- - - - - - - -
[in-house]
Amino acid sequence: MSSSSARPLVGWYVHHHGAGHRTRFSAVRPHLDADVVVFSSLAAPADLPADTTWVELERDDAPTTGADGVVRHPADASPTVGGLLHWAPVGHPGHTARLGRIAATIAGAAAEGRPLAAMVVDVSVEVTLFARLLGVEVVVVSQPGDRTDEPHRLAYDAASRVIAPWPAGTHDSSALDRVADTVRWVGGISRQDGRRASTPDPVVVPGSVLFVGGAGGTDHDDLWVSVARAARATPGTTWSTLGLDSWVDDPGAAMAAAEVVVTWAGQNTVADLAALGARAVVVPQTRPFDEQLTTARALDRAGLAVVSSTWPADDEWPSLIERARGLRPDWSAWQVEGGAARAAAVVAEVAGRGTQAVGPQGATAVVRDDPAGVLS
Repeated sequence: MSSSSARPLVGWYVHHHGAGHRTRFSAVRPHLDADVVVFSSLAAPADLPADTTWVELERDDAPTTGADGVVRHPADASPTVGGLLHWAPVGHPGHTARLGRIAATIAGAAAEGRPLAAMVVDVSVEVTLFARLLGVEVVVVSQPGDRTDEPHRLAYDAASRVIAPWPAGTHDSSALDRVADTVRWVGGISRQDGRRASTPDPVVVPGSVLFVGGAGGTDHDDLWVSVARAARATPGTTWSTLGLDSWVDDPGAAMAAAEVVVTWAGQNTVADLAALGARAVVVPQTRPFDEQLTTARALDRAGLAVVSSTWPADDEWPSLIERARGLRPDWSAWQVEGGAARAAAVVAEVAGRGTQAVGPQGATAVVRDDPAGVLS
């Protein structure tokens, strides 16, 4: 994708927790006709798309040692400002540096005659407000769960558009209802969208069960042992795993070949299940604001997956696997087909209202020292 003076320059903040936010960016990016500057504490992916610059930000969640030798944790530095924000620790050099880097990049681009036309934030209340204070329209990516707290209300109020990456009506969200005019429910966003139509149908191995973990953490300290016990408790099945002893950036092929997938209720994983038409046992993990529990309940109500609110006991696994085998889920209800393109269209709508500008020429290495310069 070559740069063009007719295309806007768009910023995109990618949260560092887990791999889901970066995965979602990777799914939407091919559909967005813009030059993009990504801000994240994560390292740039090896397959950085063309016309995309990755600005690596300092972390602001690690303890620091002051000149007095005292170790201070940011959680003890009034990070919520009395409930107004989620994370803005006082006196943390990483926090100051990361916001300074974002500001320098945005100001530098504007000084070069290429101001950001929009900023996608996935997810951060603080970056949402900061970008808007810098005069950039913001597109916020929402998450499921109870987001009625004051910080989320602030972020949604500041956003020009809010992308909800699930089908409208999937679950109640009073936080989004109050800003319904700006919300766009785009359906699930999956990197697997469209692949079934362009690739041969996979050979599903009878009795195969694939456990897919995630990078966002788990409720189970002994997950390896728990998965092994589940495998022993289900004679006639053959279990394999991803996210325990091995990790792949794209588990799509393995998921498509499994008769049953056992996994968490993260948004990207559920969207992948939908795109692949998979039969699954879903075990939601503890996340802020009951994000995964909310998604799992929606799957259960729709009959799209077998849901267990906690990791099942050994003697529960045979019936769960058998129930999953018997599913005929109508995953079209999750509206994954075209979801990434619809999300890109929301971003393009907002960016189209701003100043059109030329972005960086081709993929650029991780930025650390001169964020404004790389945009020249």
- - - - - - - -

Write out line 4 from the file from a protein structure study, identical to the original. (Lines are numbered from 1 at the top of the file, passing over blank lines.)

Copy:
């Protein structure tokens, strides 16, 4: 994708927790006709798309040692400002540096005659407000769960558009209802969208069960042992795993070949299940604001997956696997087909209202020292 003076320059903040936010960016990016500057504490992916610059930000969640030798944790530095924000620790050099880097990049681009036309934030209340204070329209990516707290209300109020990456009506969200005019429910966003139509149908191995973990953490300290016990408790099945002893950036092929997938209720994983038409046992993990529990309940109500609110006991696994085998889920209800393109269209709508500008020429290495310069 070559740069063009007719295309806007768009910023995109990618949260560092887990791999889901970066995965979602990777799914939407091919559909967005813009030059993009990504801000994240994560390292740039090896397959950085063309016309995309990755600005690596300092972390602001690690303890620091002051000149007095005292170790201070940011959680003890009034990070919520009395409930107004989620994370803005006082006196943390990483926090100051990361916001300074974002500001320098945005100001530098504007000084070069290429101001950001929009900023996608996935997810951060603080970056949402900061970008808007810098005069950039913001597109916020929402998450499921109870987001009625004051910080989320602030972020949604500041956003020009809010992308909800699930089908409208999937679950109640009073936080989004109050800003319904700006919300766009785009359906699930999956990197697997469209692949079934362009690739041969996979050979599903009878009795195969694939456990897919995630990078966002788990409720189970002994997950390896728990998965092994589940495998022993289900004679006639053959279990394999991803996210325990091995990790792949794209588990799509393995998921498509499994008769049953056992996994968490993260948004990207559920969207992948939908795109692949998979039969699954879903075990939601503890996340802020009951994000995964909310998604799992929606799957259960729709009959799209077998849901267990906690990791099942050994003697529960045979019936769960058998129930999953018997599913005929109508995953079209999750509206994954075209979801990434619809999300890109929301971003393009907002960016189209701003100043059109030329972005960086081709993929650029991780930025650390001169964020404004790389945009020249």